Comfort Wearables for In-Flight Sitting Posture Recognition

Xinhe Yao, Yusheng Yang*, Gerbera Vledder, Jun Xu, Yu Song, Peter Vink

*Corresponding author for this work

Research output: Contribution to journalArticleScientificpeer-review

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Wearables are used to recognize human activities in various applications. However, there is limited evidence on the comfort feelings in using wearables, which is crucial for the adoption and long-term engagement of users in those applications. In this paper, we propose the concept of comfort wearables in the context of in-flight posture recognition. A comfort wearable and a tight-fit version, using identical hardware and software architecture, were prototyped and tested by 35 participants in a Boeing 737 cabin. During the usage of each wearable, participants were asked to perform seven frequently observed in-flight sitting postures and report their overall comfort/discomfort afterwards. A multilayer perceptron neural network was used to classify those activities. Experiment results indicated that participants appreciated the comfort wearable, rating it with significantly higher comfort scores and lower discomfort scores. Cross-validation results also revealed that using the comfort wearable achieved even better accuracy (74.8%) than using the tight-fit wearable (65.8%) in posture recognition. Outcomes of the study demonstrate that ergonomic design and technical accuracy are not competing factors in the wearable design and highlight the opportunities for designing and using comfort wearables in broader contexts.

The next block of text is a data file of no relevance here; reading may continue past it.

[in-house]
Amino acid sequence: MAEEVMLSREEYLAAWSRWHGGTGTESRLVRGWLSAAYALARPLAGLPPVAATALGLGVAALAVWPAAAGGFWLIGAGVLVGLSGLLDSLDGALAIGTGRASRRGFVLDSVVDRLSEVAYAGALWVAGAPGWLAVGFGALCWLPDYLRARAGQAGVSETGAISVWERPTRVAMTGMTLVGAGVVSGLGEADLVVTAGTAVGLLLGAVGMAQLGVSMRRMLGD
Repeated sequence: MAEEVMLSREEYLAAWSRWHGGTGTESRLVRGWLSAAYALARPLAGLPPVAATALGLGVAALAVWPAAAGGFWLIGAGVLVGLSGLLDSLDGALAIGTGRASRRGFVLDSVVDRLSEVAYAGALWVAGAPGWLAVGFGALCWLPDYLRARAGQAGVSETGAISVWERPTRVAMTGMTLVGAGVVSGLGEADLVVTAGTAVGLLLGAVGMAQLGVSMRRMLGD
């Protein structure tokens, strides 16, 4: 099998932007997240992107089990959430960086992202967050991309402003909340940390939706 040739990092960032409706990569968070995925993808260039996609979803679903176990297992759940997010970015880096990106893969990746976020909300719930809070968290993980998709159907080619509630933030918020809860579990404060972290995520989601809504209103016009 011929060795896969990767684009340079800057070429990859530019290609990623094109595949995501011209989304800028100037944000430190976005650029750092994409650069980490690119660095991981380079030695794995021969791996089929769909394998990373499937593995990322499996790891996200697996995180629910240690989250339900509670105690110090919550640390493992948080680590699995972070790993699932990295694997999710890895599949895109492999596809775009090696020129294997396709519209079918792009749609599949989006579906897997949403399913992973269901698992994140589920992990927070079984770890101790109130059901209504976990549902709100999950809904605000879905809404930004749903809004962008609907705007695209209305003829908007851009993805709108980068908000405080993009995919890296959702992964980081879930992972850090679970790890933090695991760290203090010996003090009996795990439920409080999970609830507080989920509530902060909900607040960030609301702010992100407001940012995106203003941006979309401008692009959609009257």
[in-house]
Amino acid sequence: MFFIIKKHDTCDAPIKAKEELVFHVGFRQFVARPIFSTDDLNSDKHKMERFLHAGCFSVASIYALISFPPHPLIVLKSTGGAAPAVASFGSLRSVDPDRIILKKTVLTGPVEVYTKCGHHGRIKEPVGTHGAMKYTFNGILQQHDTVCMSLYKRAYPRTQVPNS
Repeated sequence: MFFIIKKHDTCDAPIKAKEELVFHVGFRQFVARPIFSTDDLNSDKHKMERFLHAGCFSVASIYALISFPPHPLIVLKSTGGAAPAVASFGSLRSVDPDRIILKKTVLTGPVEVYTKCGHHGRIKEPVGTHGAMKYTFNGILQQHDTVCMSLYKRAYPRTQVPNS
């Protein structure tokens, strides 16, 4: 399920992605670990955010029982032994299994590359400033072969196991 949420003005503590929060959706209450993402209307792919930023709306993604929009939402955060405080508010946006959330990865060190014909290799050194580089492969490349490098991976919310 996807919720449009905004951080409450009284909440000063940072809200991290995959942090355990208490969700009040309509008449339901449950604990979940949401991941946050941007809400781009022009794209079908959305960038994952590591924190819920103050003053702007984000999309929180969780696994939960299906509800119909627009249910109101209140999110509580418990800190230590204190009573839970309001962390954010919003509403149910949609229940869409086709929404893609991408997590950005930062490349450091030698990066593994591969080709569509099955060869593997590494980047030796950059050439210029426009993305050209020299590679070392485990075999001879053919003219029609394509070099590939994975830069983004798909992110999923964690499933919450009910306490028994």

Original languageEnglish
Pages (from-to)103659 - 103668
Number of pages10
JournalIEEE Access
Publication statusPublished - 2023


  • Losse-fit
  • tight-fit
  • ergonomics
  • accelerometer
  • IMU
  • wearability


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